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Swords Used in 21st Century Warfare

Certain Asian military Special Operations use and prefer short sword type weapons in close quarter battle situations.
Yes, they even prefer swords to firearms in CQB (Close Quarter Battle). Some are using the traditional Philippine short
sword called the Bolo.

Bolos are basically short swords; characterized by having a native hardwood handle, a full tang, and by a blade that
both curves and widens, often considerably so, at its tip. This moves the centre of gravity as far forward as possible,
giving the knife extra momentum for chopping vegetation. So-called "jungle bolos", intended for combat rather than
agricultural work, tend to be longer and less wide at the tip. (“Jungle bolos” may resemble a more traditional sword)

During World War II the American military recognized the superiority of Kali for close quarters combat. In 1942 the
United States Marine Corps enlisted Filipinos to teach combat blade fighting with the knife, bayonet, Bolo (short
sword), and other hand-to-hand combat skills to the elite Marine Raider Battalions that spearheaded the war against
the Japanese in the central Pacific. Most significantly, the First (1st) Filipino Regiment of the US Army became
recognized as the original BOLO BATTALION. This unit, along with others such as the Philippine Scouts and other
guerrilla units established the modern military legacy of Filipino Kali during the liberation of the Philippines when they
fought blade to blade and blade to rifle and defeated the finest units of the Japanese Imperial Armed Forces armed and
trained in the art of the Samurai.

The Force Recon Marines have reinstituted and revitalized the historical use of authentic Filipino Blade fighting
technology within the Armed Forces of the Philippines (AFP). Today, they are recognized as the leaders and subject
matter experts (SME) in the use of Edged-Impact Weapon Strategy and Tactics within the AFP and now train all foreign
special operations forces and ground force military units conducting joint training exercises and combat operations
against insurgents and terrorists groups in the Philippines. Since 1998 they have proven the superiority of the Pekiti-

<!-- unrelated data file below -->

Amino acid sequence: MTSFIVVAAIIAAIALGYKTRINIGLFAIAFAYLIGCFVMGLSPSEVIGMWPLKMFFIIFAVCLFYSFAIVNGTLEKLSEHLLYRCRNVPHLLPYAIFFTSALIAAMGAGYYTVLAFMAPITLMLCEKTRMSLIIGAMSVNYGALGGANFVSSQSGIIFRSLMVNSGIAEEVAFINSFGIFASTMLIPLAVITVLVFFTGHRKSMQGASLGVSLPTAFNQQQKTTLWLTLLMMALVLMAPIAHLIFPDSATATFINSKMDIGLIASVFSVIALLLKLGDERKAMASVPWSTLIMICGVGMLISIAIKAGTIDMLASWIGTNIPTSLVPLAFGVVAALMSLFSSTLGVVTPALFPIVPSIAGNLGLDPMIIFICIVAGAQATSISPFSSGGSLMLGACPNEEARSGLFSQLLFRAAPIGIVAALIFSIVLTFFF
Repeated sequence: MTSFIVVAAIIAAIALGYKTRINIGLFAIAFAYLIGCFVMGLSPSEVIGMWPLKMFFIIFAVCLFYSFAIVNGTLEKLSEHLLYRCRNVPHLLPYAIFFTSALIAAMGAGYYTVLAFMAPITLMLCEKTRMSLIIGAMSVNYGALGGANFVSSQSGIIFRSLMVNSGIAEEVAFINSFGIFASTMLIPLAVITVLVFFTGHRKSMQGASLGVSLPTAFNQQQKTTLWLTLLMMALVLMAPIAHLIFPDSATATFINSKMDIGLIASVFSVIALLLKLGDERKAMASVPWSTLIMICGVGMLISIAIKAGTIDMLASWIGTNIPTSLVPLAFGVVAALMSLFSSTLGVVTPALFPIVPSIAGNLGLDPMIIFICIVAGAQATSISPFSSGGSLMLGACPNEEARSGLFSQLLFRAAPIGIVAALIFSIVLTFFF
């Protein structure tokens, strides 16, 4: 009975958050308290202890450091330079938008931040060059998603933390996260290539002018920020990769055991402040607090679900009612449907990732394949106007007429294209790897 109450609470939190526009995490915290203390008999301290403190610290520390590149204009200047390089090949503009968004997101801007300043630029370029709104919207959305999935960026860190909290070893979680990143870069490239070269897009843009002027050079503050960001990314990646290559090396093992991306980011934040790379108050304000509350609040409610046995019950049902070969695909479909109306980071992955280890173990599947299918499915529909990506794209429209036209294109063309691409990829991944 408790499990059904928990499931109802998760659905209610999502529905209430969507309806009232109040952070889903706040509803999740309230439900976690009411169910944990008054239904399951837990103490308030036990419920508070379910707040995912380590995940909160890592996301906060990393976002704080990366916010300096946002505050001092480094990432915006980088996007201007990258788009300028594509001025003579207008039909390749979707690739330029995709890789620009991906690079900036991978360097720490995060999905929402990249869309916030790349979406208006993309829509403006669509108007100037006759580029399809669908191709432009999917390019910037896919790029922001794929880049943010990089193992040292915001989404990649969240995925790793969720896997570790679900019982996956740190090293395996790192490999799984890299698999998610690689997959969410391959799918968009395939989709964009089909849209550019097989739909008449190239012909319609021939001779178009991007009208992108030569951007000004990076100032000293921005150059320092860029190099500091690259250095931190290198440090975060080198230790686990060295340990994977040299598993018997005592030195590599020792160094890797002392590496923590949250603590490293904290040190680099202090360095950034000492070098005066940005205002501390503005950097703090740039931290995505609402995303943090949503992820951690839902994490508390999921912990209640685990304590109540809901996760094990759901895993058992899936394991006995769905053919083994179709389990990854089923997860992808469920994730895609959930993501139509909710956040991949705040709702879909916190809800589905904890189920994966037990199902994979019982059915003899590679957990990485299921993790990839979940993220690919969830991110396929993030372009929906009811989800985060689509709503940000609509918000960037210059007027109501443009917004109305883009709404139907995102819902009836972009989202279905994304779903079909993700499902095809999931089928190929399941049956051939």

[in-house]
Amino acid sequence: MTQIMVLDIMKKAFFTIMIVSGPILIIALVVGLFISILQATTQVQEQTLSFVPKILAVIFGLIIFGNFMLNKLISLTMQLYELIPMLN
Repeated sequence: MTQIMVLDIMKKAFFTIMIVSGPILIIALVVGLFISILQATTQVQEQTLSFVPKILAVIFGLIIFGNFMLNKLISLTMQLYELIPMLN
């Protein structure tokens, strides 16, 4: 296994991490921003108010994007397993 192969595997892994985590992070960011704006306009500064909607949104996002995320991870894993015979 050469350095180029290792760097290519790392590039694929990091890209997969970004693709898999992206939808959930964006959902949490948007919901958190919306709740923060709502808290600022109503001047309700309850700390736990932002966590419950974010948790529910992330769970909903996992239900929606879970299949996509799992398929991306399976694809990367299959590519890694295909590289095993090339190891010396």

Tirsia system against other military close quarter combative methods including the US Marine Corps Martial Art
Program (MCMAP), SCARS method of US Navy SEALS, and the LINE method of US Army Special Forces. As in yesteryear
when the Filipino instructed famous US military units of WWII including the Marine Raiders, Army Alamo Scouts, and
led a successful guerrilla warfare campaign against the Japanese invaders by battalions armed with the Bolo (Short
sword), the Filipino fighting man is again recognized as the military Master of the Blade.

The Ginunting's claim to fame is that Today is it used by the Philippine marines as the official Sidearm of the armed
forces. It is used to fight insurgents at close quarters and is a great all-purpose tool for their wilderness survival needs.
Recon Force, the company that provides the Philippine Marines with their Ginunting, is headed by a Bladesmith and
Filipino Marine who goes by the name of Sgt Prado. Here is his version of the Ginunting:
My guess is that many of these blade designs originally came from farming implements, which use forward curving
blades to help chop more effectively. I've been told that Eskrima stikes are similar in execution to a drawcut/ Saber cut,
and a blade that curves forward facilitates a cutting with a drawcut motion, as demonstrated from a pic from another

There have been stories about Japanese soldiers in WWII getting their limbs hacked off in ambushes from people
wielding such forward-curved bolos (and in the southern regions, the same was said about decapitation and even
slicing bodies in half with Kris, which are also forward-curved swords).

Length overall 26.5 inches // Blade length 20.0 inches

Perfect for close quarter attacks, the Ginuntings are shaped like a beak as the tip of these swords are curved
downward, similar to Kukris of the Gurkhas. Ginuntings are the official swords of the Philippine Marines. The Ginunting
is easier to use as a utility tool, as jungle bolos, for clearing brush, slaughter tools for hunting, chopping small pieces of
wood for fire and a perfect weapon to carry.M16s and the other firearms used for war in the jungles of the